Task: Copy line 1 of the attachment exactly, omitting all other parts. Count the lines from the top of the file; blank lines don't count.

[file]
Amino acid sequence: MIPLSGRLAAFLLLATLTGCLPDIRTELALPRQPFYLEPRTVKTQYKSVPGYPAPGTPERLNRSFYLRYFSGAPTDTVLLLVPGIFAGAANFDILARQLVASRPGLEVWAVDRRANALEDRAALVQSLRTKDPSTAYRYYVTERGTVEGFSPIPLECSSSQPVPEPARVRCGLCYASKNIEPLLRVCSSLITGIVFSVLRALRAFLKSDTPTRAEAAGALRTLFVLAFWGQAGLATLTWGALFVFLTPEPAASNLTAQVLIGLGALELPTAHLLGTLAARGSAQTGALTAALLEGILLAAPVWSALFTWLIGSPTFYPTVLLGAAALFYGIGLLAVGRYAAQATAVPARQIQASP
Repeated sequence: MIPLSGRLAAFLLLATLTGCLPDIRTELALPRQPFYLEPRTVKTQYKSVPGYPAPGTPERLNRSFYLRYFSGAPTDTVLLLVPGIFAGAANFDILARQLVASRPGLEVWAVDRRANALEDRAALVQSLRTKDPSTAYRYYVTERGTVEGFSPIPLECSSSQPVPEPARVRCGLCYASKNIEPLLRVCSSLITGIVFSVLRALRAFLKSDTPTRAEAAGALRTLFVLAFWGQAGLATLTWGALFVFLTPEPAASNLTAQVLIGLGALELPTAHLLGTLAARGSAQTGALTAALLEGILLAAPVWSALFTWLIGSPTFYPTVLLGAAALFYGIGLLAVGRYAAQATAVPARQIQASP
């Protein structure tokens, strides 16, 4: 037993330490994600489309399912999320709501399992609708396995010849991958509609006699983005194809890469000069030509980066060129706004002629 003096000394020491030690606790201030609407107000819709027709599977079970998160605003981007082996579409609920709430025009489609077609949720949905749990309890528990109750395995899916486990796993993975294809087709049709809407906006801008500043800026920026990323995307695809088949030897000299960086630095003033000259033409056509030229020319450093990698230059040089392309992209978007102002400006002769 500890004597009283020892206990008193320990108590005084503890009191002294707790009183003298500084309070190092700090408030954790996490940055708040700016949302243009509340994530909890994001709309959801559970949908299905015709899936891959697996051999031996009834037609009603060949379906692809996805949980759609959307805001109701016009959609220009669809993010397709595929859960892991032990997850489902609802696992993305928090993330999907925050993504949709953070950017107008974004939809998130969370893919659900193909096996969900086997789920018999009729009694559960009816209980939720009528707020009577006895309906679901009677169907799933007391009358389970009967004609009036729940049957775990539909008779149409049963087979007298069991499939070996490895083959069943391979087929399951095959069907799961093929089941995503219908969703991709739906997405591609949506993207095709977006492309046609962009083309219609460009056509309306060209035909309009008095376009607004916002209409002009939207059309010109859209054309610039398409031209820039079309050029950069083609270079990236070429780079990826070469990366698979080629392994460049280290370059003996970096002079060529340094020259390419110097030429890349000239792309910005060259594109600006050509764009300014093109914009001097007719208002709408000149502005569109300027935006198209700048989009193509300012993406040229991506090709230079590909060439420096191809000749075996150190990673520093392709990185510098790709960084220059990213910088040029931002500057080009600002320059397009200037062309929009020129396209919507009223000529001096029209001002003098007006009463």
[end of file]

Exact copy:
Amino acid sequence: MIPLSGRLAAFLLLATLTGCLPDIRTELALPRQPFYLEPRTVKTQYKSVPGYPAPGTPERLNRSFYLRYFSGAPTDTVLLLVPGIFAGAANFDILARQLVASRPGLEVWAVDRRANALEDRAALVQSLRTKDPSTAYRYYVTERGTVEGFSPIPLECSSSQPVPEPARVRCGLCYASKNIEPLLRVCSSLITGIVFSVLRALRAFLKSDTPTRAEAAGALRTLFVLAFWGQAGLATLTWGALFVFLTPEPAASNLTAQVLIGLGALELPTAHLLGTLAARGSAQTGALTAALLEGILLAAPVWSALFTWLIGSPTFYPTVLLGAAALFYGIGLLAVGRYAAQATAVPARQIQASP